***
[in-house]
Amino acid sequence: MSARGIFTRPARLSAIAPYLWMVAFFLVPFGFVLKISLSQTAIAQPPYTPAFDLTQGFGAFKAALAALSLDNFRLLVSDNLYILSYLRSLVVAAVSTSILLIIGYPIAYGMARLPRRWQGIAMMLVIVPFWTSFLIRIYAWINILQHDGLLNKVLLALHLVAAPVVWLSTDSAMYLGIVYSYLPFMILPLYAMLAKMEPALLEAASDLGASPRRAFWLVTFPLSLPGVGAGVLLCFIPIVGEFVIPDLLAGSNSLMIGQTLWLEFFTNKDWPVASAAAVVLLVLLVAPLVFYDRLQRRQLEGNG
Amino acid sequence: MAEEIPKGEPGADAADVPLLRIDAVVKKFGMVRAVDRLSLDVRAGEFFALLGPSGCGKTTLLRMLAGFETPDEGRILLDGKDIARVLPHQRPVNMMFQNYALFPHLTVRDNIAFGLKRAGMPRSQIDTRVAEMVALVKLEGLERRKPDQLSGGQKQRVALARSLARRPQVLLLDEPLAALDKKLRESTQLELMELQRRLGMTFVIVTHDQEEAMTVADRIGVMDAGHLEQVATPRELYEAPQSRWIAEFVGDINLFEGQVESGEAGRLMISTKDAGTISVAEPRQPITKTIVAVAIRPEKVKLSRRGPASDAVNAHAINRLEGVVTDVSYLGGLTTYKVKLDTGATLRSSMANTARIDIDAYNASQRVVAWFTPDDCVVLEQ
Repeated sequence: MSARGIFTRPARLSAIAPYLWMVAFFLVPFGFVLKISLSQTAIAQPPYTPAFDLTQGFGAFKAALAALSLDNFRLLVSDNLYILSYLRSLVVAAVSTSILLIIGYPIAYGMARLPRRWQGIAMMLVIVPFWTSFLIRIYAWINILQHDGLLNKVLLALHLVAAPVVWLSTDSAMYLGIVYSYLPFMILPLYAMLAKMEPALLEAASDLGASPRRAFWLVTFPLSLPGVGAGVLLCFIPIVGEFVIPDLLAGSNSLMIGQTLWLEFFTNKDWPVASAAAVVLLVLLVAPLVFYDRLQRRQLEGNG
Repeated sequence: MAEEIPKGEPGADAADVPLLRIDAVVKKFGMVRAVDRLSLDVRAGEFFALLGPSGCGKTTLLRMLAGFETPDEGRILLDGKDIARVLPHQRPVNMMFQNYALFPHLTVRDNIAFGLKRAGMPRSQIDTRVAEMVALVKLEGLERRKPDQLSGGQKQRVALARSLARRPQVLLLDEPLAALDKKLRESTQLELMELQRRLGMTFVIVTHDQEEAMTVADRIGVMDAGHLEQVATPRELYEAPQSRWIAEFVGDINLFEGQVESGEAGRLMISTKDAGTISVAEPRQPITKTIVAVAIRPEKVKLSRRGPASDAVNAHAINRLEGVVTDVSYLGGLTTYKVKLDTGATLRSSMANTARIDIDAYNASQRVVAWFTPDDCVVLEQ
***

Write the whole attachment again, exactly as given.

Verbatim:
[in-house]
Amino acid sequence: MSARGIFTRPARLSAIAPYLWMVAFFLVPFGFVLKISLSQTAIAQPPYTPAFDLTQGFGAFKAALAALSLDNFRLLVSDNLYILSYLRSLVVAAVSTSILLIIGYPIAYGMARLPRRWQGIAMMLVIVPFWTSFLIRIYAWINILQHDGLLNKVLLALHLVAAPVVWLSTDSAMYLGIVYSYLPFMILPLYAMLAKMEPALLEAASDLGASPRRAFWLVTFPLSLPGVGAGVLLCFIPIVGEFVIPDLLAGSNSLMIGQTLWLEFFTNKDWPVASAAAVVLLVLLVAPLVFYDRLQRRQLEGNG
Amino acid sequence: MAEEIPKGEPGADAADVPLLRIDAVVKKFGMVRAVDRLSLDVRAGEFFALLGPSGCGKTTLLRMLAGFETPDEGRILLDGKDIARVLPHQRPVNMMFQNYALFPHLTVRDNIAFGLKRAGMPRSQIDTRVAEMVALVKLEGLERRKPDQLSGGQKQRVALARSLARRPQVLLLDEPLAALDKKLRESTQLELMELQRRLGMTFVIVTHDQEEAMTVADRIGVMDAGHLEQVATPRELYEAPQSRWIAEFVGDINLFEGQVESGEAGRLMISTKDAGTISVAEPRQPITKTIVAVAIRPEKVKLSRRGPASDAVNAHAINRLEGVVTDVSYLGGLTTYKVKLDTGATLRSSMANTARIDIDAYNASQRVVAWFTPDDCVVLEQ
Repeated sequence: MSARGIFTRPARLSAIAPYLWMVAFFLVPFGFVLKISLSQTAIAQPPYTPAFDLTQGFGAFKAALAALSLDNFRLLVSDNLYILSYLRSLVVAAVSTSILLIIGYPIAYGMARLPRRWQGIAMMLVIVPFWTSFLIRIYAWINILQHDGLLNKVLLALHLVAAPVVWLSTDSAMYLGIVYSYLPFMILPLYAMLAKMEPALLEAASDLGASPRRAFWLVTFPLSLPGVGAGVLLCFIPIVGEFVIPDLLAGSNSLMIGQTLWLEFFTNKDWPVASAAAVVLLVLLVAPLVFYDRLQRRQLEGNG
Repeated sequence: MAEEIPKGEPGADAADVPLLRIDAVVKKFGMVRAVDRLSLDVRAGEFFALLGPSGCGKTTLLRMLAGFETPDEGRILLDGKDIARVLPHQRPVNMMFQNYALFPHLTVRDNIAFGLKRAGMPRSQIDTRVAEMVALVKLEGLERRKPDQLSGGQKQRVALARSLARRPQVLLLDEPLAALDKKLRESTQLELMELQRRLGMTFVIVTHDQEEAMTVADRIGVMDAGHLEQVATPRELYEAPQSRWIAEFVGDINLFEGQVESGEAGRLMISTKDAGTISVAEPRQPITKTIVAVAIRPEKVKLSRRGPASDAVNAHAINRLEGVVTDVSYLGGLTTYKVKLDTGATLRSSMANTARIDIDAYNASQRVVAWFTPDDCVVLEQ